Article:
11 April 2016
On 23 February 2016, Wesfarmers announced a restructure of Kmart and Target into a single Department Store division, led by Guy Russo as Chief Executive Officer and Marina Joanou as Finance Director.
On 24 March 2016, it was brought to the new management team’s attention that the accounting treatment of a number of Target supplier arrangements negotiated in December 2015 required scrutiny. Wesfarmers, with its external auditors, Ernst & Young, immediately commenced an extensive internal investigation, with particular focus on Target’s rebate income receivable as at 31 December 2015 and supply arrangements. The investigation identified that the collective effect of agreed rebates of $18.1 million for past activity and subsequent product cost increases negotiated in December with 31 overseas suppliers did not meet the Group’s accounting policies and operating standards. Additionally, a number of supply arrangements amounting to less than $3 million were found to not comply strictly with the Group’s accounting policies.
While these arrangements had no cash flow implications for the six months ended 31 December they did support income of $21 million recognised in Target’s earnings for the period. Adjusting for this in accordance with Group policies, Target’s earnings before interest and tax would have been $53 million as compared to the $74 million reported. At a Group level, the financial impact would not have been material, with earnings after tax assessed at $15 million or 1.1 per cent lower than reported and in line with the previous corresponding period.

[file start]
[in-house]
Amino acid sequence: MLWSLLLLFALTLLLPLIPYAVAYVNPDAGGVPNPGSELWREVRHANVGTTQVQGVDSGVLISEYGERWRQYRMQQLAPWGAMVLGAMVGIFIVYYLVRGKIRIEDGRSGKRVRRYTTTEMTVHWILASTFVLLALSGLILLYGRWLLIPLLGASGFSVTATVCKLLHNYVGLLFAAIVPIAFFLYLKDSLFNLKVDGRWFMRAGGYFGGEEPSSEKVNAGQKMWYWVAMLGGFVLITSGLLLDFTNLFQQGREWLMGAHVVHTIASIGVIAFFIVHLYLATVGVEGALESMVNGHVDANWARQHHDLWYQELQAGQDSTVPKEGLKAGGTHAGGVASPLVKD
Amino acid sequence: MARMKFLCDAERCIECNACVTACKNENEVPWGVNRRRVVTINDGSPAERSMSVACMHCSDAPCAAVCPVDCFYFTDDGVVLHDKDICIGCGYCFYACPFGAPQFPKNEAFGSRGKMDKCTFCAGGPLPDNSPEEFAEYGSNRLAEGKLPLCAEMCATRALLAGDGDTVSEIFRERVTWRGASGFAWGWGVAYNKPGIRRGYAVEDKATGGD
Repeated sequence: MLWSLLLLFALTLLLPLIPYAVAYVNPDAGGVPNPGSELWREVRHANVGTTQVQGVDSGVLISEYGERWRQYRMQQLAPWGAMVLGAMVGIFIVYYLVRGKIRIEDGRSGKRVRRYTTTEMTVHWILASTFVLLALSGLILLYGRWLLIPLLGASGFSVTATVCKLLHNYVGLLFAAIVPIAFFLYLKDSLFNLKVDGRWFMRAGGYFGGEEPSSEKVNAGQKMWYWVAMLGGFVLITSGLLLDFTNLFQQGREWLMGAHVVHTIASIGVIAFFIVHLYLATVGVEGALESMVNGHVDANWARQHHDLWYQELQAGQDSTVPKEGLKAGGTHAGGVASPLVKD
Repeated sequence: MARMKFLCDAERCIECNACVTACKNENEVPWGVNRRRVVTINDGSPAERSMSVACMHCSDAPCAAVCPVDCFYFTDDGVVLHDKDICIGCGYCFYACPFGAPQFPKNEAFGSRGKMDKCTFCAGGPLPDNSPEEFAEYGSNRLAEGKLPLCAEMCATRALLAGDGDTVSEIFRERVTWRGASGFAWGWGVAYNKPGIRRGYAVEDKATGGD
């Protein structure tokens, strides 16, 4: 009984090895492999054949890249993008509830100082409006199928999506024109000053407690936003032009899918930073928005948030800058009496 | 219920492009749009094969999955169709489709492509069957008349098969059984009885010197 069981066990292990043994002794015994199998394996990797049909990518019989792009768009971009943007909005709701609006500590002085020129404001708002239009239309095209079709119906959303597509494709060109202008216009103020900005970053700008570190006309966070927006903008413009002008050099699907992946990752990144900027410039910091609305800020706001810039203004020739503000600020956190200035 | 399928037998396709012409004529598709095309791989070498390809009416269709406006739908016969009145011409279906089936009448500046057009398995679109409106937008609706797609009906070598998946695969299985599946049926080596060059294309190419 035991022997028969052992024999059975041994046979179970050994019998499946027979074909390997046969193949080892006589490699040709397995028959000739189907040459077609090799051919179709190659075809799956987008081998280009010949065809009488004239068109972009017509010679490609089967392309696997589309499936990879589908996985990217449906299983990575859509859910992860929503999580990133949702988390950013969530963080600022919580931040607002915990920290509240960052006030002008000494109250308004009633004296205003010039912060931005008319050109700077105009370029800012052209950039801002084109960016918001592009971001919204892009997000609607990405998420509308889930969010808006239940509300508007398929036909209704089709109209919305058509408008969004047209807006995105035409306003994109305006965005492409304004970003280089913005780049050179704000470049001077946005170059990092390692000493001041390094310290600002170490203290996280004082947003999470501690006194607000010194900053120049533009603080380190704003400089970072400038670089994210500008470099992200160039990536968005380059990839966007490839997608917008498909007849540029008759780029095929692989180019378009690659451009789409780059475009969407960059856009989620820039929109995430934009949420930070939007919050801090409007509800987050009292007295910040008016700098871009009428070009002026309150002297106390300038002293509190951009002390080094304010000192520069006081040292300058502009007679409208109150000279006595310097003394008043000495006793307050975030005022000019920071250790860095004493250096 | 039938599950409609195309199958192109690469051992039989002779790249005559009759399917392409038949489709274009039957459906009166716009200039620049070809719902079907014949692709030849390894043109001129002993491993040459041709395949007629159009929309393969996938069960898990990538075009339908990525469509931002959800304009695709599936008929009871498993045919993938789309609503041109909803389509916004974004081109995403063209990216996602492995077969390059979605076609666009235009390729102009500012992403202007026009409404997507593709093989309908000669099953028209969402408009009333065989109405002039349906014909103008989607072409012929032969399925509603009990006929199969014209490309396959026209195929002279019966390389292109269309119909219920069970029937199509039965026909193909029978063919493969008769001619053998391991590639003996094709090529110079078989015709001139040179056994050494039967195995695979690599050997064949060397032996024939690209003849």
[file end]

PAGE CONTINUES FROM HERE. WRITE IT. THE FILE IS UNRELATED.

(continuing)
For the full Financial Year to 30 June 2016, these arrangements would have had a negligible impact on the Group’s and Target’s financial results, as any benefit recorded in the first half would have substantially reversed over the second half of 2016 due to higher product costs.
Target is now working with suppliers to unwind the arrangements.
The investigation into this matter was swift and comprehensive. It identified that the full arrangements were not disclosed to Wesfarmers or its auditors. Appropriate action is being taken against the Target employees who were found to be directly involved.
As announced on 8 April 2016, Target Managing Director Stuart Machin has stated he was not aware of the accounting issues in the first half but has accepted his share of the responsibility given his leadership role and has chosen to resign from the Wesfarmers Group.
Wesfarmers Managing Director, Richard Goyder, expressed his disappointment with the actions of those involved.
“There is no excuse for this conduct,” Mr Goyder said. “We set very clear direction and expectations at Wesfarmers crystallised in our Code of Conduct, and supported by detailed Group policies, divisionally specific accounting policies, and regular staff training. We encourage and expect adherence to a strong culture of managing for long term sustainable growth over short term gain, which is regularly reinforced by the Wesfarmers Board and which should have guided behaviour.
“Wesfarmers will take immediate action throughout the Group to reinforce the importance of compliance with its policies and governance practices.”